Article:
The first shot was a wide angle following the carriage from its starting point until it passed out of left frame.  The whole shot lasted around twenty seconds.  She then wanted to do close ups on everything. I pointed out that if she used all the close-ups, she would not be able to use the “master” shot, as she called it.  She said that she wanted a choice.

This is where she and I chose to differ.  I would have chosen close ups that I was definitely going to use and I would have made sure that those close ups would cut in to the master shot appropriately.  In fact, I would only have shot two close-up.  A shot of the driver standing up and shouting on the horses and a close up of the horses legs galloping over the bridge, emphasised by the different sound of the hooves on the wooden bridge..

She, on the other hand, shot close ups without considering the editing and where they would fit to make their point.

Her way, that is what one might call “blanket” close ups, meant that one was already in the cutting room before one could tell if the close-ups were going to work.  A bit late to find out that they didn’t work.  A little thought would have chosen a shot or shots that would be known to work before going into the cutting room.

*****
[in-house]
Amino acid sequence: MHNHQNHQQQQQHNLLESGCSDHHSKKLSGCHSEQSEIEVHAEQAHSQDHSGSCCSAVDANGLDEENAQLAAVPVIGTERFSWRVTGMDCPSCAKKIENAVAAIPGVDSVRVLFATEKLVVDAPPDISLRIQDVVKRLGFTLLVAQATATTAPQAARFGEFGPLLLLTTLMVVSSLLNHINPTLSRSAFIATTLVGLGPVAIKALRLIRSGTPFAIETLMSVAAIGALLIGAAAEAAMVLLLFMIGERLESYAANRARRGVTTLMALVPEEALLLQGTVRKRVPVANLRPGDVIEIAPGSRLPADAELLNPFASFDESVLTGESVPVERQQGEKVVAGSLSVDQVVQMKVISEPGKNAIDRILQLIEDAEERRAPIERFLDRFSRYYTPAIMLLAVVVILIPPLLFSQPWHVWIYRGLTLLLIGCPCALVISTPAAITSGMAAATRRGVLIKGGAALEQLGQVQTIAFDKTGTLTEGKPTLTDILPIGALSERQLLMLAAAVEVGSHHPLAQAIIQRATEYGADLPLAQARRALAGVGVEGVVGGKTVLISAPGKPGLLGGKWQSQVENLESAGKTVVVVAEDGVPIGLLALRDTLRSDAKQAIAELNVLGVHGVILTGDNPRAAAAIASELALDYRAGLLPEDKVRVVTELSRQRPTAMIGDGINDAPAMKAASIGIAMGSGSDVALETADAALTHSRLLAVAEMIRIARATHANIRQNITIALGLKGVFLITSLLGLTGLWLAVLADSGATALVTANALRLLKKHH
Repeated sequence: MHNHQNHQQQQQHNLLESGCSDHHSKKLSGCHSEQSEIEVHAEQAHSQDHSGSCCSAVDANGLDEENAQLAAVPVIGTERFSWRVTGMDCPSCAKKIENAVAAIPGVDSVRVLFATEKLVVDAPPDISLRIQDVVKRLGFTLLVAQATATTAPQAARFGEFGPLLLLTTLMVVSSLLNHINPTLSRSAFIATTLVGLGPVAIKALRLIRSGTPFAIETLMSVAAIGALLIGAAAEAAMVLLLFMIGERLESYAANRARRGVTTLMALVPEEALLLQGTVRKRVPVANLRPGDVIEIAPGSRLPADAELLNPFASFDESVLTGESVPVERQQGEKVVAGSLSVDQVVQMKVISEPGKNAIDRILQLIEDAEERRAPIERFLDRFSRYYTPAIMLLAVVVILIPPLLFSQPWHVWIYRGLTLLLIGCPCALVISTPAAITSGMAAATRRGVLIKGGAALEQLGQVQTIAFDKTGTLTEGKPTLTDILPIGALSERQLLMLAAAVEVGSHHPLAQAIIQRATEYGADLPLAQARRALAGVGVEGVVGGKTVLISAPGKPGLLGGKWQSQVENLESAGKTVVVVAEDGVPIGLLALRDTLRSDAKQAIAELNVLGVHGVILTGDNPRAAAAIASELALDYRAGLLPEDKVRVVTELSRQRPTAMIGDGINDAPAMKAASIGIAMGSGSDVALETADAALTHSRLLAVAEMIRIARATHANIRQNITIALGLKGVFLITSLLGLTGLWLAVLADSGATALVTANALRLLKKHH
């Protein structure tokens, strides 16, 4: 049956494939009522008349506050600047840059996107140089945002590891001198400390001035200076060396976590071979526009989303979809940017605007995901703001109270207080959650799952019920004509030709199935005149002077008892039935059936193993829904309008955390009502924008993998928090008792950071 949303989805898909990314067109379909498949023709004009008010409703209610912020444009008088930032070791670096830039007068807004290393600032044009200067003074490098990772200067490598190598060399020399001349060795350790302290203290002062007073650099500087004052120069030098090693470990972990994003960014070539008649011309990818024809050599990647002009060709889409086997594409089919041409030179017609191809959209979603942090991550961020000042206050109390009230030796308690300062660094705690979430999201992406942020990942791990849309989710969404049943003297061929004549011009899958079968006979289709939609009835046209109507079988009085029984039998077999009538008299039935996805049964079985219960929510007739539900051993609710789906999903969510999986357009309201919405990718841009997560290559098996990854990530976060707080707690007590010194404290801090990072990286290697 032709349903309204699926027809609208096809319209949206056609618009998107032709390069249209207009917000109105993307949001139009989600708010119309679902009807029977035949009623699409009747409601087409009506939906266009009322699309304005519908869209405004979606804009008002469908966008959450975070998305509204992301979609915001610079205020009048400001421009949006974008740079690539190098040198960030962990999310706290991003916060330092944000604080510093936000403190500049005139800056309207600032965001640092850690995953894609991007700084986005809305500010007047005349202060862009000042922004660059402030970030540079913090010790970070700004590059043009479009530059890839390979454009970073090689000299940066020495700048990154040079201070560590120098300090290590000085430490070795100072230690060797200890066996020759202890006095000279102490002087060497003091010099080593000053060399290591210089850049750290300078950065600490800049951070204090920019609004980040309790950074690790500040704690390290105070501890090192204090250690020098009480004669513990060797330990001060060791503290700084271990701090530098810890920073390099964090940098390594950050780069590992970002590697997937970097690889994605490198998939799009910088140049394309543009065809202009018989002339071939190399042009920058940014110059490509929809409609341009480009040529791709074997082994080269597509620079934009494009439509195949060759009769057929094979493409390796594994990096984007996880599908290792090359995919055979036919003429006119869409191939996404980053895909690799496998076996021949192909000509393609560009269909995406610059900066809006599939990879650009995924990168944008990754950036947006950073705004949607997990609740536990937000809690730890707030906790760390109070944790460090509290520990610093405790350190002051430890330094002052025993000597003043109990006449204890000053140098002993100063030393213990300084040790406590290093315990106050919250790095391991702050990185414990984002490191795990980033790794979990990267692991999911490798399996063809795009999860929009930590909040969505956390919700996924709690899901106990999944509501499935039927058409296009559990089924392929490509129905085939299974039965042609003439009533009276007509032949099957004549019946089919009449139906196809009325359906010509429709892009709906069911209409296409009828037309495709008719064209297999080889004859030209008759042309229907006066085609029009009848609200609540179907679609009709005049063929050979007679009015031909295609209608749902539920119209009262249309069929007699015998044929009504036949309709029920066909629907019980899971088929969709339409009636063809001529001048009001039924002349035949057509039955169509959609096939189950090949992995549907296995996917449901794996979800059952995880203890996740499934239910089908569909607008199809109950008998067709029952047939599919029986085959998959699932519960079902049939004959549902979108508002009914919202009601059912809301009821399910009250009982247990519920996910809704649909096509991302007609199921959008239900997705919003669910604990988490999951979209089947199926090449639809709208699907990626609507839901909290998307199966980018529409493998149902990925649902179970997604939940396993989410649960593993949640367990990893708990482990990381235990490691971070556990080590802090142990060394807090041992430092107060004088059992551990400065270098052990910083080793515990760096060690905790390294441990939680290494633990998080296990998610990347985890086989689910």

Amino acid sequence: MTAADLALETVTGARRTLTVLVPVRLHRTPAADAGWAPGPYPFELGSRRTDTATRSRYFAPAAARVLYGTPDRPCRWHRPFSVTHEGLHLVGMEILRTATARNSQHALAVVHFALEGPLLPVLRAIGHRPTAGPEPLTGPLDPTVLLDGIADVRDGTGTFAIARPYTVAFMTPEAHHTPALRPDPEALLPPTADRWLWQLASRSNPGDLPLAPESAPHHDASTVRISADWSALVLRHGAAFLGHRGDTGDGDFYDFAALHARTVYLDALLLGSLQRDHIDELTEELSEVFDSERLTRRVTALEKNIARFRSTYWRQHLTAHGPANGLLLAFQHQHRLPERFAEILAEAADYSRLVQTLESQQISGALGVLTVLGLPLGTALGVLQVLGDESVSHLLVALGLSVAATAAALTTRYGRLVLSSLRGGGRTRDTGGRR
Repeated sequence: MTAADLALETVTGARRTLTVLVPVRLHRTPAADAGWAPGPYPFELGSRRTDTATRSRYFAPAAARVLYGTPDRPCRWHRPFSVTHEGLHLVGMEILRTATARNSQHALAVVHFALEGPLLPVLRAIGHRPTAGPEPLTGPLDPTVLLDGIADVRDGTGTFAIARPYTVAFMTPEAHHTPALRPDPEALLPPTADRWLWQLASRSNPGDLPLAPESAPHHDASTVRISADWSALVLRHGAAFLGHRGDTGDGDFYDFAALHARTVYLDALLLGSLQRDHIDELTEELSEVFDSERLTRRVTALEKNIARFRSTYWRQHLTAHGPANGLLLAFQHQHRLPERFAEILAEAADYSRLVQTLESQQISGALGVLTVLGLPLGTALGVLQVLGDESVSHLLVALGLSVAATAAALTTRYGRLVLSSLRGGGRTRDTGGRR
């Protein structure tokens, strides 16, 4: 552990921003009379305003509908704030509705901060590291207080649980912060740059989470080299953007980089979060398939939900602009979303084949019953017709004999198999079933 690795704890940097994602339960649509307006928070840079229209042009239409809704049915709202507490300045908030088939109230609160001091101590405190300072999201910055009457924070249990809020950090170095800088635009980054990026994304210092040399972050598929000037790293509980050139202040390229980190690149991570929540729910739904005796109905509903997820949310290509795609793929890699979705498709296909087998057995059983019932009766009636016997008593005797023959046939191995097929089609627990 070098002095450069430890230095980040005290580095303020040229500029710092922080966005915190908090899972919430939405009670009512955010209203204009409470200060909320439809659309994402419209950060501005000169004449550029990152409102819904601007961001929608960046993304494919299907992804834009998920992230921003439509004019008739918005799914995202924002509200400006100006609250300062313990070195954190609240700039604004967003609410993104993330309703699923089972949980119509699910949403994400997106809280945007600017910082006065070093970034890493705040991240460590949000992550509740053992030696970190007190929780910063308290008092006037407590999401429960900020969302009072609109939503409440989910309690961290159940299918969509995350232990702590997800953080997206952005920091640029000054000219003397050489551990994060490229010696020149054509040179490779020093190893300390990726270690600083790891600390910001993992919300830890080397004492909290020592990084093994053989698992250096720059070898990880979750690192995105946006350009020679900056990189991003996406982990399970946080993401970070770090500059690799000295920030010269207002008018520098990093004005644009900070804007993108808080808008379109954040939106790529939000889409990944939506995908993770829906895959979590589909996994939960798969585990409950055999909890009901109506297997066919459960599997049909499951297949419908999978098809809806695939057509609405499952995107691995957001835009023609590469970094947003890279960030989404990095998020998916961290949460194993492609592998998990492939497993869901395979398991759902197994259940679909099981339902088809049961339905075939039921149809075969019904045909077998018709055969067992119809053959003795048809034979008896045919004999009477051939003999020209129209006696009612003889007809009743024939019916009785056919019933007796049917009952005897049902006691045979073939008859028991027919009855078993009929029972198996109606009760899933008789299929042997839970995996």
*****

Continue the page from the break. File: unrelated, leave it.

In the event, it all worked out, but she did have a lot of trims from that location.

Now, we were to see another side of Mrs. Belfrage.  She invited the crew to her home which was nearby the location.  On arrival, we were introduced to he husband.  He was Bruce Belfrage.   He was then sixty years of age and he had lost his wonderful voice.  Bruce had been an actor and had been a B.B.C. announcer throughout the Second World War.  It was sad to listen to his husky voice, unrecognisable from the voice we, in Britain, had come to know.

This is the man who, famously, covered in plaster and dust, carried on reading the news after an unexploded German bomb landed on Broadcasting House and then exploded.

We were plied with Gin and Tonics and had a pleasant time talking to the Belfrages.  The conversation got round to London’s Music Halls and Mrs. Belfrage said that she knew just about every song that had been seen and heard on the stages of the Music Halls.